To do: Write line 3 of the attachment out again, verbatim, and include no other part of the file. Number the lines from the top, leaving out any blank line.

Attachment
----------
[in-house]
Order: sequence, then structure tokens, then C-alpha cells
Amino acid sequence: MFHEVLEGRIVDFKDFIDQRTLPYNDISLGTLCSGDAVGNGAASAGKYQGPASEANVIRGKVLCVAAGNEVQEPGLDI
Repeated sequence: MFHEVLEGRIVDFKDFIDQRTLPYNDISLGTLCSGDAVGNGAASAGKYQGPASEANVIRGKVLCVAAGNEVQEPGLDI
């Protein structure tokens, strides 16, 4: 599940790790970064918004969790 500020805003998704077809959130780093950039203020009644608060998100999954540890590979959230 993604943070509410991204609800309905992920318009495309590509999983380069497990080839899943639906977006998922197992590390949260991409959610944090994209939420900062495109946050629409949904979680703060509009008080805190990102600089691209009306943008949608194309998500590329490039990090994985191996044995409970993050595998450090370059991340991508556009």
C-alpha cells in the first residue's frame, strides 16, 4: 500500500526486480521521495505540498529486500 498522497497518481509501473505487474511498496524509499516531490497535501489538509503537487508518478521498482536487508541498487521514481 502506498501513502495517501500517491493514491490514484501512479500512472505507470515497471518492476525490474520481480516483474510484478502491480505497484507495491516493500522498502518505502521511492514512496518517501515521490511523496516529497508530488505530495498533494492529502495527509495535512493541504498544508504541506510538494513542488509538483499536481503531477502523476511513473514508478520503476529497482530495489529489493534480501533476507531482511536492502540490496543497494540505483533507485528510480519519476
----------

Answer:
Amino acid sequence: MFHEVLEGRIVDFKDFIDQRTLPYNDISLGTLCSGDAVGNGAASAGKYQGPASEANVIRGKVLCVAAGNEVQEPGLDI